Tuesday, January 27, 2015

Stephen Harper launches terrorist attack on Civil Liberty

This Friday Stephen Harper launches yet another terrorist attack on Civil Liberty. His bill will expand powers of domestic security agencies in wake of last year's attacks. Big surprise. This is when we are forced to discuss Operation Northoods and remember how Adolf Hitler conned the German people into doing away with civil liberty. Least we forget our freedom was bought with a price. You can't defend freedom by doing away with it. So this is how liberty dies...

Watch Trudeau Jr. support this terrorist attack on the Charter of Rights. Strange how the left wing socialists are the only ones defending civil liberty right now. Strange indeed. As well as the Bloq and the Green Party of course. Just remember we do have other choices beside doing away with civil liberty. Losing a billion dollars from their budget every year is a terrorist attack on tax dollars. Failing to charge CSIS for providing the explosives for the Air India attack is another. Don't worry as long as they legalize pot no one will care about them doing away with civil liberty. Much.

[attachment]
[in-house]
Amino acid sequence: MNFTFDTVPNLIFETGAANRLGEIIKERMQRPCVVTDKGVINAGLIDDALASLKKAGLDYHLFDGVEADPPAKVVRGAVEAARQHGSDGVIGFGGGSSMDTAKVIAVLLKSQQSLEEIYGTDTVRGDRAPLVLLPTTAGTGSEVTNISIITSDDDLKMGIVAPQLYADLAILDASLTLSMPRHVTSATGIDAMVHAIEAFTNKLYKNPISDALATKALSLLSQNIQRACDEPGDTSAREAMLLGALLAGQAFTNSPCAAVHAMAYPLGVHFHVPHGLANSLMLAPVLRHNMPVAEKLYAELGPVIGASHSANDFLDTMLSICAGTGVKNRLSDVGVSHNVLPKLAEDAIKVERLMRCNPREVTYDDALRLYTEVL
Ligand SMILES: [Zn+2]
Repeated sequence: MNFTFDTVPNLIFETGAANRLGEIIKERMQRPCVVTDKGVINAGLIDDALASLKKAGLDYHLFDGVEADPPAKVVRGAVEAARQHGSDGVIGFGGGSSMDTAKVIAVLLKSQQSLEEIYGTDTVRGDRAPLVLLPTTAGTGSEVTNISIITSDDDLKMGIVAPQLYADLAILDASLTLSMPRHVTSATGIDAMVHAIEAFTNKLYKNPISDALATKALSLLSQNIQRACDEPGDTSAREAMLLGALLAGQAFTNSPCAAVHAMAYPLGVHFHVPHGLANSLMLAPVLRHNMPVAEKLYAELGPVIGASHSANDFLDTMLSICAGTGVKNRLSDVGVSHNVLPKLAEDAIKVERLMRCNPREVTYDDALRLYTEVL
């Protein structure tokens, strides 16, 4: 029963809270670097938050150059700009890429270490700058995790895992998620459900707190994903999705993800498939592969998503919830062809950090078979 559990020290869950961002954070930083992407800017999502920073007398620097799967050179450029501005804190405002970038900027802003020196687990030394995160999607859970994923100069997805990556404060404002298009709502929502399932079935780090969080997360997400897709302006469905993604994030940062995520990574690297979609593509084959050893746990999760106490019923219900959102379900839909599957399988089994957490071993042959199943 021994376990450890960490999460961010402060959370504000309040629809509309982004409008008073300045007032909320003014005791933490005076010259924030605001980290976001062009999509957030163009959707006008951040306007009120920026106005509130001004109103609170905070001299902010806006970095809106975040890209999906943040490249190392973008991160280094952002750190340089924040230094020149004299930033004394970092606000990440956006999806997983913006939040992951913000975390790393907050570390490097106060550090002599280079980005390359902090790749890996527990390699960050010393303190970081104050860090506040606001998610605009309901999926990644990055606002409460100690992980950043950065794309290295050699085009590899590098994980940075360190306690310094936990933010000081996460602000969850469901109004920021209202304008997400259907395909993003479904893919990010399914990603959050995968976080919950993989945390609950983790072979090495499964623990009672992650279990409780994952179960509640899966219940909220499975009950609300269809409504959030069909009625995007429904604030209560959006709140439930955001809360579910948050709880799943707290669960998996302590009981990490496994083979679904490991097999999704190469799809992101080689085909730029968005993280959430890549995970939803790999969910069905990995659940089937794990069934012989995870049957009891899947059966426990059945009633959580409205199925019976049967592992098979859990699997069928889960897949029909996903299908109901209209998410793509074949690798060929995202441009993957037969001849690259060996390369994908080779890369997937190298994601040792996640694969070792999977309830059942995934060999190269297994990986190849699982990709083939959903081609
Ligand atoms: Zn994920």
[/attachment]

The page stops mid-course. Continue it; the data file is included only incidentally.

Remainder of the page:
Beware of low intensity operations. [Text]

Oath Keepers Arise.

1 comment:

  1. CBC Exclusive:

    "CSE tracks millions of downloads daily: Snowden documents."

    "Canada's electronic spy agency sifts through millions of videos and documents downloaded online every day by people around the world, as part of a sweeping bid to find extremist plots and suspects, CBC News has learned."

    "Details of the Communications Security Establishment project dubbed "Levitation" are revealed in a document obtained by U.S. whistleblower Edward Snowden and recently released to CBC News."

    "Under "Levitation", analysts with the electronic eavesdropping service can access information on about 10 to 15 million uploads and downloads of files from free websites each day, the document says."

    "Every single thing that you do — in this case uploading/downloading files to these sites — that act is being archived, collected and analyzed," says Ron Deibert, director of the University of Toronto-based internet security think-tank Citizen Lab, who reviewed the document."



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